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Election phases can be like shampoo instructions: Lather, rinse, repeat.
Tuesday’s primary runoffs set the table for November’s general elections and also the names on the ballot in the relatively small number of districts where a Democrat could overturn a Republican or vice-versa.
Some contests are over now. In Cameron County, Alex Dominguez, a former county commissioner, upset incumbent state Rep. Rene Oliveira, D-Brownsville. With no Republican on the ballot, that effectively made Dominguez a future state representative.
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But incumbents in districts with the potential to flip from one party to another — state Reps. Victoria Neave, D-Dallas, and Paul Workman, R-Austin, to name two — now know whom they’ll face in November. Those incumbents are on political target lists — districts where the state’s legendary redistricting maps just aren’t strong enough to protect parties the mapmakers hoped to protect.
Even a great partisan map has its weak spots. Neave’s district was drawn for Republicans, but political erosion there made it possible for her to wrestle it away in the 2016 elections. Now she’s defending, and on Tuesday, Republican voters nominated business owner Deanna Metzger for the job. Greg Abbott beat Wendy Davis in that district in 2014. Hillary Clinton beat Trump in 2016, while Neave was winning her first term.
Though it’s on the Democratic target map, the Workman district is more partisan, in favor of the Republicans. Trump edged Clinton two years ago, and Abbott won handily. Like Neave, the incumbent found his November opponent in the runoff results; Workman will face real estate agent Vikki Goodwin.
Most Texas Senate races were set in the first round of the primaries in March. But in Houston, attorney Rita Lucido won a Tuesday runoff and the right to challenge state Sen. Joan Huffman, R-Houston, in November. It’s a fairly reliable Republican district, and a couple of other Republicans in the Texas Senate are probably in greater danger in the general election. However, Trump’s narrow win — less than a percentage point — and the district’s changing demographics have made optimists of some Democrats.
Three Republican congressional incumbents hold seats on Democratic wish lists and found out on Tuesday whom they will face. The most vulnerable, by the numbers, is U.S. Rep. Will Hurd of Helotes, in the 23rd Congressional District. He’ll face Gina Ortiz Jones, who won easily on Tuesday, in a district where the average statewide Republican candidate won by just over 1 percentage point in 2016. It’s a true swing district.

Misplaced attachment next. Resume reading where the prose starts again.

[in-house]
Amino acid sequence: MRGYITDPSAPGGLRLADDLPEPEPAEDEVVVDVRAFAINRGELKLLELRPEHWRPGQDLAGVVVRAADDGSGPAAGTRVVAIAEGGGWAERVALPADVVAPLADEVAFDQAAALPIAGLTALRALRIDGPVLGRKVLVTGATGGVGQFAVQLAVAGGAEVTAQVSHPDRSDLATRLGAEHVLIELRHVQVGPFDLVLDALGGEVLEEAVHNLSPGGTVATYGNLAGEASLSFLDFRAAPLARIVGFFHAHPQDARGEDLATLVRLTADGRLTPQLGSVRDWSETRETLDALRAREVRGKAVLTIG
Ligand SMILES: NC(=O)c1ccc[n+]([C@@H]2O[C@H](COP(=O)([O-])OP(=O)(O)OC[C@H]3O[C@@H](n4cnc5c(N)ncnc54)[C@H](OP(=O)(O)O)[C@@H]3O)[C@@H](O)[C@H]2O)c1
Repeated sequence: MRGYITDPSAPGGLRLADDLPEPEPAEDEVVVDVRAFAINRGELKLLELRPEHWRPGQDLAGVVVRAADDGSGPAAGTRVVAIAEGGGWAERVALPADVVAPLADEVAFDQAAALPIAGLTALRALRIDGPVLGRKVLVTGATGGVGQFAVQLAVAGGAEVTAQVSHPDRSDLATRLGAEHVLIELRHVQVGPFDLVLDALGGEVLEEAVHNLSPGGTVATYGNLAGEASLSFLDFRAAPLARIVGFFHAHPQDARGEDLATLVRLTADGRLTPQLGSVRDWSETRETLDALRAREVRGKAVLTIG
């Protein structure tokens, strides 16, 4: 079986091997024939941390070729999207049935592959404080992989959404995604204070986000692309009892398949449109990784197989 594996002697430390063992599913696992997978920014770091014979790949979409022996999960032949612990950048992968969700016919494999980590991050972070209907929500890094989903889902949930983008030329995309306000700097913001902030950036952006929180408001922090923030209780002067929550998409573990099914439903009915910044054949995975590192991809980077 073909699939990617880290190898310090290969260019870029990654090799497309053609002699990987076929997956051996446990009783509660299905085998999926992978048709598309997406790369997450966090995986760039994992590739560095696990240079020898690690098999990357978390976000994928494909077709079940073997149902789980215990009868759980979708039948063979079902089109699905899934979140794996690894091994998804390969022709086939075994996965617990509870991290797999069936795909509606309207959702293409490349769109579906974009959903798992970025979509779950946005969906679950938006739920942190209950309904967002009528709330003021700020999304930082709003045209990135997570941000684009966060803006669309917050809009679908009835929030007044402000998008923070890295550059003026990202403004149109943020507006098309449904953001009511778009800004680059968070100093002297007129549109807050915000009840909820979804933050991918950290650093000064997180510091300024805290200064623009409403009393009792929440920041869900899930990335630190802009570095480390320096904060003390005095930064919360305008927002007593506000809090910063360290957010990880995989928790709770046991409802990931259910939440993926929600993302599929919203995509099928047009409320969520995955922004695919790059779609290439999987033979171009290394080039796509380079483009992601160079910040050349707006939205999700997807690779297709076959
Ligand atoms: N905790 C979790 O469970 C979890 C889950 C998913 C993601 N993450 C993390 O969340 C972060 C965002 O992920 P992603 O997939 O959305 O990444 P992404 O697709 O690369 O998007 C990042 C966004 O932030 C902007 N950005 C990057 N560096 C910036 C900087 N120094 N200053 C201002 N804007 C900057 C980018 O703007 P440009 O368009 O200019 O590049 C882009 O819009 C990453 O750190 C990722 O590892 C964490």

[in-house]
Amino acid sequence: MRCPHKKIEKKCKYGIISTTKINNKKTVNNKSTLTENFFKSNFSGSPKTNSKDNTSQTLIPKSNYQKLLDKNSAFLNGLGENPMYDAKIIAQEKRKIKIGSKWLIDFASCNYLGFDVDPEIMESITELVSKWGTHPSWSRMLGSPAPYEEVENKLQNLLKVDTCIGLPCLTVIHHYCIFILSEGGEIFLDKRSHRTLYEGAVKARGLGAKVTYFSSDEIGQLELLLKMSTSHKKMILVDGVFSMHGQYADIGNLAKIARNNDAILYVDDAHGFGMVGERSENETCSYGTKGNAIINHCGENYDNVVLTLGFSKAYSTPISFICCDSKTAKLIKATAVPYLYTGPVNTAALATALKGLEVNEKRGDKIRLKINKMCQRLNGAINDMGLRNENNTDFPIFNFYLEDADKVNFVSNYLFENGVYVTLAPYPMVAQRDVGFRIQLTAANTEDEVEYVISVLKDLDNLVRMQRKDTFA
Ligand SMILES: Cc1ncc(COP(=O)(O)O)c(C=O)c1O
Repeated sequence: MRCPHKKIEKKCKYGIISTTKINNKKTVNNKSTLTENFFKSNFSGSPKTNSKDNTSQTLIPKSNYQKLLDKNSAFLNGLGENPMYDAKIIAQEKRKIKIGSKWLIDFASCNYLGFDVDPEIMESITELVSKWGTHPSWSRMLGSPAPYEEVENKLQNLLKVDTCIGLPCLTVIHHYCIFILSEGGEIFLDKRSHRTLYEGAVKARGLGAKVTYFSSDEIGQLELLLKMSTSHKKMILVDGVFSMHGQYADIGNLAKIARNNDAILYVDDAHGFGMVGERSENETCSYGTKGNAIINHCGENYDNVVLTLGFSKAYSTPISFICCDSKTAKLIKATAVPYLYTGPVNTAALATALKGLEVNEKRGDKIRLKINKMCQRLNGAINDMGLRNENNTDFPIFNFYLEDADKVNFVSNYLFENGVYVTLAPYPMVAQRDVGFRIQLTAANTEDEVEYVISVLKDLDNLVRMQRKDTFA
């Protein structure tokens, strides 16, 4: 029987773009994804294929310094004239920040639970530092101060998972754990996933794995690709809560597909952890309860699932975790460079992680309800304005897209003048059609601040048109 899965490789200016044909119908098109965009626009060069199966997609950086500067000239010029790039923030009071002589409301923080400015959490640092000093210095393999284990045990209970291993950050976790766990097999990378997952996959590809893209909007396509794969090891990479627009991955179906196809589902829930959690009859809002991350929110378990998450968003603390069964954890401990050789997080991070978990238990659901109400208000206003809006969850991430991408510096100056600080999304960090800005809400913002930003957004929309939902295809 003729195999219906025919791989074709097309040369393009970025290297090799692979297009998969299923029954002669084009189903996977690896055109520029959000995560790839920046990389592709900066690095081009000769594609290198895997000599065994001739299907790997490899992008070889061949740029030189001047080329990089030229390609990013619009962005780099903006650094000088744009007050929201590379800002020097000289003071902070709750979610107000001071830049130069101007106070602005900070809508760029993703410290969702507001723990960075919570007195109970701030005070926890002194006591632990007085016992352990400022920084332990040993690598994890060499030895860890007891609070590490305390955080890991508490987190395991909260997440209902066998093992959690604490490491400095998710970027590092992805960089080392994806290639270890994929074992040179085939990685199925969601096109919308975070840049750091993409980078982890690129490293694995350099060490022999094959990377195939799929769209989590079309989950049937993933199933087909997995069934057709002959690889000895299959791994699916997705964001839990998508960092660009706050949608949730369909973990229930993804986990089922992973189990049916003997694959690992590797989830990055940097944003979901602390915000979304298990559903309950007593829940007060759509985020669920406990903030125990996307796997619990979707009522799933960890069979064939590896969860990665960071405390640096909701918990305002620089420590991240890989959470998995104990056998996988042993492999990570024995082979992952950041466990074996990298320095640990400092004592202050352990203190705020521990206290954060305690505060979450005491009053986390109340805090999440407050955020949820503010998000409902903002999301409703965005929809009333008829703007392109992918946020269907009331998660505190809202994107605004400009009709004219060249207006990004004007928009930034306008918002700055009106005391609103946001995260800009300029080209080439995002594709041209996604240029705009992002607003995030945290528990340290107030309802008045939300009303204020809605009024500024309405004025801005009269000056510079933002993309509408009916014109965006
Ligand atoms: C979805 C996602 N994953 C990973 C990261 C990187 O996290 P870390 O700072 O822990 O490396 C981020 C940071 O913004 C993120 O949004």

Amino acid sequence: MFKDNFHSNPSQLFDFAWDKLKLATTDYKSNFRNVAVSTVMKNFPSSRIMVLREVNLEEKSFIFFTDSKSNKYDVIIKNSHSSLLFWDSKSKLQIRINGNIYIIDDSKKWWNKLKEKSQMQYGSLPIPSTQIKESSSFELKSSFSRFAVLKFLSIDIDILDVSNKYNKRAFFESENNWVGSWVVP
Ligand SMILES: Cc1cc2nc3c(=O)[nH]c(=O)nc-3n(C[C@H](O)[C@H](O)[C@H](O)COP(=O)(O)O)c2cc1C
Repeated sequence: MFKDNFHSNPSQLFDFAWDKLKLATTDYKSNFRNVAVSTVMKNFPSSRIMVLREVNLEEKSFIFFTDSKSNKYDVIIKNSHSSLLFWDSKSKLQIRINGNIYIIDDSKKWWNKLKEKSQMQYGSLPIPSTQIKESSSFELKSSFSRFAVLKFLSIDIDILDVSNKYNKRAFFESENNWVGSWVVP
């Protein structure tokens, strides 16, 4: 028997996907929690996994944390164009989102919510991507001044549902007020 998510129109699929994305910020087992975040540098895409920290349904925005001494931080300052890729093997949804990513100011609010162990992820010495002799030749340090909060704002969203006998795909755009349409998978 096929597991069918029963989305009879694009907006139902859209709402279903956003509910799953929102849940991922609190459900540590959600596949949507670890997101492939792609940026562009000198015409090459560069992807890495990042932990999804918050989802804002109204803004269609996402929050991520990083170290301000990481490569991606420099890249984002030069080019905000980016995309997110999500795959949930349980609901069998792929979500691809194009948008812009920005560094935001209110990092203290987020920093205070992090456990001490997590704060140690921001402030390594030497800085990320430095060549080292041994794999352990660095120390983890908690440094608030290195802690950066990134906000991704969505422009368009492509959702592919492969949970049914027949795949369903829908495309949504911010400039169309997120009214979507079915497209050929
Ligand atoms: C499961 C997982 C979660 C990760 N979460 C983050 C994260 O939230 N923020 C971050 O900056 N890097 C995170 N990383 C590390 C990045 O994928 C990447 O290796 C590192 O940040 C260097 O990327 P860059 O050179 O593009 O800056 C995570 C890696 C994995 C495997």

In Dallas’ 32nd Congressional District, U.S. Rep. Pete Sessions will face Colin Allred who, like Ortiz Jones, handily won his runoff this week. Clinton beat Trump there by less than 2 percentage points in 2016; Abbott trounced Davis by 16 percentage points in 2014 in that district. It’s a tougher challenge, at least on paper, but the Democrats are hopeful that the president will have a traditionally dismal mid-term election.
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And in Houston’s 7th Congressional District, Democratic Party favorite Lizzie Pannill Fletcher dispatched Laura Moser on Tuesday, setting up a challenge to U.S. Rep. John Culberson. He’s the third of the three Texas Republicans whose voters switched sides in 2016, favoring both their Republican incumbent in Congress and the Democrat, Hillary Clinton, in the top race. But it’s generally red ground; Abbott defeated Davis in Culberson’s district by almost 22 percentage points — a little better than his statewide average.
The big setup on election night, of course, was the race for governor. Former Dallas County Sheriff Lupe Valdez skipped past Houston entrepreneur Andrew White, setting up a general election that pits a Democrat from the state’s biggest reliable Democratic county against an incumbent governor with a record-setting $43 million-plus campaign account. If you think of the state as a political district, think of a red one. In 2014, the average Republican running statewide beat the average Democrat by 22 percentage points; in 2016, the Republican advantage was 14 percentage points.
Even against that election history, the Valdez campaign could be advantageous to downballot Democrats. She’s well known in Dallas, where the Democrats have probably their best chances at winning back some legislative and congressional seats that belong to Republicans. And her candidacy could, if things go well, energize Hispanics — the fastest-growing group in the state’s population.
Disclosure: Paul Workman has been a financial supporter of The Texas Tribune, a nonprofit, nonpartisan news organization that is funded in part by donations from members, foundations and corporate sponsors. Financial supporters play no role in the Tribune's journalism. Find a complete list of them here.
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